The second prompt of Saturday’s writing group was this: What holds me back…
My parents’ divorce left me with a loving but depressed Mom and a father adored from afar. My parents loved me, and fully, but as a young girl I felt bereft – like a car low on fuel, I needed filling. And different things worked for a while; blocks, fingerpaint, comic books, girlfriends, boyfriends. Yet, in time, the emptiness returned. I’m not sure people will stay if I am me. So I get nervous. I’ll step out, but if negatively responded to, I need reassurance.
It is my hope that as I age I get more comfortable with myself (and I do believe that is happening). But I liked coloring inside the lines as a kid and I suppose I’m more comfortable inside the lines of life (though I don’t always fit).
I like to feel safe – which isn’t what adventurers feel when they explore the outer rims, on roughened seas, in wooden boats that may break in the next storm. I’m not sure I’m brave enough to look at myself objectively although I still love and respect me.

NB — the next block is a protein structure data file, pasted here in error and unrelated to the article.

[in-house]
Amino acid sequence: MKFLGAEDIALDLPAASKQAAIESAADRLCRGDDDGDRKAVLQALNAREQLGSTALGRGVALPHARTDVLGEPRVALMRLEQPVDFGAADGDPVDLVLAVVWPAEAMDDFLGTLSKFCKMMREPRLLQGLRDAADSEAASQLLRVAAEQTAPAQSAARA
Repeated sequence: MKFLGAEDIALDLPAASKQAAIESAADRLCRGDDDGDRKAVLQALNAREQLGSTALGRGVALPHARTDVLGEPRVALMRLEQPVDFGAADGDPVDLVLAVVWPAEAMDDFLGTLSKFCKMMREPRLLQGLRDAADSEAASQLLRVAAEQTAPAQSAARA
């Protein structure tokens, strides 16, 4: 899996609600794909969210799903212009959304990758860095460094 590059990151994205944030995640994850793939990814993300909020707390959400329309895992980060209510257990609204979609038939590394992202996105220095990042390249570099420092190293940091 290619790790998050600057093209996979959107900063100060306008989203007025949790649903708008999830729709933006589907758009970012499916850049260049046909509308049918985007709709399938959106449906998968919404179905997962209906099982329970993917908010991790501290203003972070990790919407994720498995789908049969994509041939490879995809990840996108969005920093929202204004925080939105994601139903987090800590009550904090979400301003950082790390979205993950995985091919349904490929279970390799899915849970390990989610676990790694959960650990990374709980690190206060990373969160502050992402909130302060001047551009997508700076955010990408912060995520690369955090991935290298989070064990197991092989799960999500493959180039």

Perhaps it is me who holds myself back, for fear of being different, odd, the outlier. Until I am ready to peel the onion layers bare, I’m not sure I’ll ever know. Don’t misunderstand – I am me – just not swords drawn, guns blazing. There’s a level of reticence, civility and social conditioning that holds me within the walls of my own making. It requires a bravery or insanity I have yet to tap.
After the prompt the group took a break to share an apple, pear tart bought at a French Patisserie. The snow was falling fearlessly and after finishing my tart slice, I stood, put on my boots, and decided to leave. Then I started to cry. Seriously cry, not controlled little tears, but lots of tears with breath that came and went in emotional waves. In my unwieldy embarrassment, people I hardly knew outside the writer’s group stood to comfort me. Spoke reassuringly. Made me laugh. Hugged me. Writing friends are different from regular friends, it doesn’t take the same amount of time to get to know one another because we share ourselves in serious, heart heavy stories. Even when we use humor.